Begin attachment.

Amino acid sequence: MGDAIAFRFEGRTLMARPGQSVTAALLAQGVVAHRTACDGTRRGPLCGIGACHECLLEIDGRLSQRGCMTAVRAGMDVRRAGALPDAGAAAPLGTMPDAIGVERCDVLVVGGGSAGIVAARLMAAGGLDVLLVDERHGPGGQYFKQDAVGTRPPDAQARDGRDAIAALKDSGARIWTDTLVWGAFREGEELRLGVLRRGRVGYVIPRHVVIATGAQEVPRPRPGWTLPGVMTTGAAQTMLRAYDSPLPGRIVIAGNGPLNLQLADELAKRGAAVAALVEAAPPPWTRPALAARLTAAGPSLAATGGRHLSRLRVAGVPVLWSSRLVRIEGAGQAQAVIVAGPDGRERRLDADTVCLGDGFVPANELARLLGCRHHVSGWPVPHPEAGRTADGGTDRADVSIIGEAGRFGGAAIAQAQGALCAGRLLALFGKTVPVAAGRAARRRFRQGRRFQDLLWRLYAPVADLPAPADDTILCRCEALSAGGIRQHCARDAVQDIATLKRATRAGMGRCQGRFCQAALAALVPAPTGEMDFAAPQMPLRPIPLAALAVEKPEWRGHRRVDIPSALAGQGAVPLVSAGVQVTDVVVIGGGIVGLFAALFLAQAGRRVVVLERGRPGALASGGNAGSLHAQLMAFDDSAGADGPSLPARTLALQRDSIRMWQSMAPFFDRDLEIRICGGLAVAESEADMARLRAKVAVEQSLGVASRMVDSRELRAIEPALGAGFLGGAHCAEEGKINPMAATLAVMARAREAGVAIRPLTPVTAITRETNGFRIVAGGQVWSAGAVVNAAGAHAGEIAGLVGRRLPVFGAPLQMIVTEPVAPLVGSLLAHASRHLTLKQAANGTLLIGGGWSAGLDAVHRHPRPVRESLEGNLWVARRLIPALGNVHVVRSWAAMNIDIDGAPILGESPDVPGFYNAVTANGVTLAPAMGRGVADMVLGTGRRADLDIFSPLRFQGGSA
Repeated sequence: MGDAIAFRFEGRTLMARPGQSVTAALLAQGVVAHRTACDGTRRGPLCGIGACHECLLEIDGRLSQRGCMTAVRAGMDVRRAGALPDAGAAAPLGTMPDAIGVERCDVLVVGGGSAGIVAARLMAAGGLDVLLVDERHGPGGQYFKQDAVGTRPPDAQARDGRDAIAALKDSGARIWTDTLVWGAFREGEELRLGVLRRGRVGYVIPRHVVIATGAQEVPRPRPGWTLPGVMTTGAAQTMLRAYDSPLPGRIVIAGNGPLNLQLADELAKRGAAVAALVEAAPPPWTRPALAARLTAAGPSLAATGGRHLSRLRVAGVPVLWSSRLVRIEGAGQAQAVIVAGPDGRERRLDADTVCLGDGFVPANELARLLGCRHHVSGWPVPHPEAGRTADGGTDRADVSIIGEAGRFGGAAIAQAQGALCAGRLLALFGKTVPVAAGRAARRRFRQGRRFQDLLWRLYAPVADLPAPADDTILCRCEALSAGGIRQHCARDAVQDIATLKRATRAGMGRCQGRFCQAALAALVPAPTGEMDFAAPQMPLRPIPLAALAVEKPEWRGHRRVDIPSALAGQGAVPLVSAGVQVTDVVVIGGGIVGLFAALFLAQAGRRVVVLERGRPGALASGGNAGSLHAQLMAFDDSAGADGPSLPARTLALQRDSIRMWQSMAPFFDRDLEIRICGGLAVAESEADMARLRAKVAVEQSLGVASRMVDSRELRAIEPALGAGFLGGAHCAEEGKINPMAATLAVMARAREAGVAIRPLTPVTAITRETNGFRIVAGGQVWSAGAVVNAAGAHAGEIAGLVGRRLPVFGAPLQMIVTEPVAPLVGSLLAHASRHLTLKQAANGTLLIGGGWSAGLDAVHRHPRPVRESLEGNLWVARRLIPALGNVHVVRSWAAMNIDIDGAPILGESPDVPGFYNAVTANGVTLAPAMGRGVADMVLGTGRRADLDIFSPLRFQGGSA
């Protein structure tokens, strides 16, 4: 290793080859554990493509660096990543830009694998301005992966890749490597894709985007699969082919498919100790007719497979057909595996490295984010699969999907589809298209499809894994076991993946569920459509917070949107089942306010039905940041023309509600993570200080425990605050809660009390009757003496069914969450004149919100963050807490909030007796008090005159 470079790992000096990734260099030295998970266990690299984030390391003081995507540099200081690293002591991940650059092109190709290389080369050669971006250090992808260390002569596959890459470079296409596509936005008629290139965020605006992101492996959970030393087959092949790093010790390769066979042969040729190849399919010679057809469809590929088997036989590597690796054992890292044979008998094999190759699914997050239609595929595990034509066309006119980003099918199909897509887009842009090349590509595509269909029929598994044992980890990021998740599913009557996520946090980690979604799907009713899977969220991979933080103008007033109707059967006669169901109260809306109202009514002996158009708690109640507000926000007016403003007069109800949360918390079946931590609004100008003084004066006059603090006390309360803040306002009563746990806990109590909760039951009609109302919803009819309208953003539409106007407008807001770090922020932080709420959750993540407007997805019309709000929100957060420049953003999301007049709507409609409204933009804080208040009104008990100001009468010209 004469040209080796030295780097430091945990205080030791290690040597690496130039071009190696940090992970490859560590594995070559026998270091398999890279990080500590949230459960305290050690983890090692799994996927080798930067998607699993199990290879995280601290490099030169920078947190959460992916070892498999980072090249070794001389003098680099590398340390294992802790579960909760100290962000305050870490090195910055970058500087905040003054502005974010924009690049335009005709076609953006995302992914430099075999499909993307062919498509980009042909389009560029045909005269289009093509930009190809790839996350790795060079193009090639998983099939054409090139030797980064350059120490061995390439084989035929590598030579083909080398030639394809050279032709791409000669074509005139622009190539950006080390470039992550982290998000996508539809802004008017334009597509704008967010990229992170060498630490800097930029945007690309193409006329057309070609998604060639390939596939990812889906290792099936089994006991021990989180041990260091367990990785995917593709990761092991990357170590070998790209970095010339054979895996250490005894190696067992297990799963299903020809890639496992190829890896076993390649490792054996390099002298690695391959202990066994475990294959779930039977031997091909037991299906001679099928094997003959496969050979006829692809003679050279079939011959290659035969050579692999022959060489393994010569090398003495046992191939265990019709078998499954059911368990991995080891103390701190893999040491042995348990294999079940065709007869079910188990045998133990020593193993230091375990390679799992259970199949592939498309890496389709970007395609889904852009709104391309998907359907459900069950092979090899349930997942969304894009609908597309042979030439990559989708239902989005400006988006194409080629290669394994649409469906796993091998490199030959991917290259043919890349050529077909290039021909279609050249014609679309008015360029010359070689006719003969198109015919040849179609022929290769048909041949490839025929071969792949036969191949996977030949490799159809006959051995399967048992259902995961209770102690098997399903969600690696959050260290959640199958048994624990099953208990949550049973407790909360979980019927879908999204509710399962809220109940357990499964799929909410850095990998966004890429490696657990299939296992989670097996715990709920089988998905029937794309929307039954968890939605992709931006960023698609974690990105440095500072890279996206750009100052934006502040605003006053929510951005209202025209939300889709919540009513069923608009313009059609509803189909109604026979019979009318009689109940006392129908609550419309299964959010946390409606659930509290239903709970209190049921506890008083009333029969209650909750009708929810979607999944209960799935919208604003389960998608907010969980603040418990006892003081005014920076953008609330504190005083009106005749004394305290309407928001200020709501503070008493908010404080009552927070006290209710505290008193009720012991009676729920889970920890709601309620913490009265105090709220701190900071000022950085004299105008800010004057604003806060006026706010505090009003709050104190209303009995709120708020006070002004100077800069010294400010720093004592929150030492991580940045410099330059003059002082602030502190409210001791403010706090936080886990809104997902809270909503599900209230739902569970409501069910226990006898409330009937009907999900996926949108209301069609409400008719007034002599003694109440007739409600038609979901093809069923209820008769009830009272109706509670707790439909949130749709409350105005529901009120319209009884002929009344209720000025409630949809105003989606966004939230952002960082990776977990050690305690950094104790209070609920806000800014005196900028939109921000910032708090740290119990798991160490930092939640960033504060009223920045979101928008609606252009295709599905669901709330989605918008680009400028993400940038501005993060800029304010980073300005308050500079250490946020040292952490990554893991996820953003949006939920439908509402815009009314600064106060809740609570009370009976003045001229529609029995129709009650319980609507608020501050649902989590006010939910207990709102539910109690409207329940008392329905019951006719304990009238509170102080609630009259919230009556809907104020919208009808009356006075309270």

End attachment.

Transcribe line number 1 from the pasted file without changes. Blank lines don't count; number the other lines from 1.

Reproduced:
Amino acid sequence: MGDAIAFRFEGRTLMARPGQSVTAALLAQGVVAHRTACDGTRRGPLCGIGACHECLLEIDGRLSQRGCMTAVRAGMDVRRAGALPDAGAAAPLGTMPDAIGVERCDVLVVGGGSAGIVAARLMAAGGLDVLLVDERHGPGGQYFKQDAVGTRPPDAQARDGRDAIAALKDSGARIWTDTLVWGAFREGEELRLGVLRRGRVGYVIPRHVVIATGAQEVPRPRPGWTLPGVMTTGAAQTMLRAYDSPLPGRIVIAGNGPLNLQLADELAKRGAAVAALVEAAPPPWTRPALAARLTAAGPSLAATGGRHLSRLRVAGVPVLWSSRLVRIEGAGQAQAVIVAGPDGRERRLDADTVCLGDGFVPANELARLLGCRHHVSGWPVPHPEAGRTADGGTDRADVSIIGEAGRFGGAAIAQAQGALCAGRLLALFGKTVPVAAGRAARRRFRQGRRFQDLLWRLYAPVADLPAPADDTILCRCEALSAGGIRQHCARDAVQDIATLKRATRAGMGRCQGRFCQAALAALVPAPTGEMDFAAPQMPLRPIPLAALAVEKPEWRGHRRVDIPSALAGQGAVPLVSAGVQVTDVVVIGGGIVGLFAALFLAQAGRRVVVLERGRPGALASGGNAGSLHAQLMAFDDSAGADGPSLPARTLALQRDSIRMWQSMAPFFDRDLEIRICGGLAVAESEADMARLRAKVAVEQSLGVASRMVDSRELRAIEPALGAGFLGGAHCAEEGKINPMAATLAVMARAREAGVAIRPLTPVTAITRETNGFRIVAGGQVWSAGAVVNAAGAHAGEIAGLVGRRLPVFGAPLQMIVTEPVAPLVGSLLAHASRHLTLKQAANGTLLIGGGWSAGLDAVHRHPRPVRESLEGNLWVARRLIPALGNVHVVRSWAAMNIDIDGAPILGESPDVPGFYNAVTANGVTLAPAMGRGVADMVLGTGRRADLDIFSPLRFQGGSA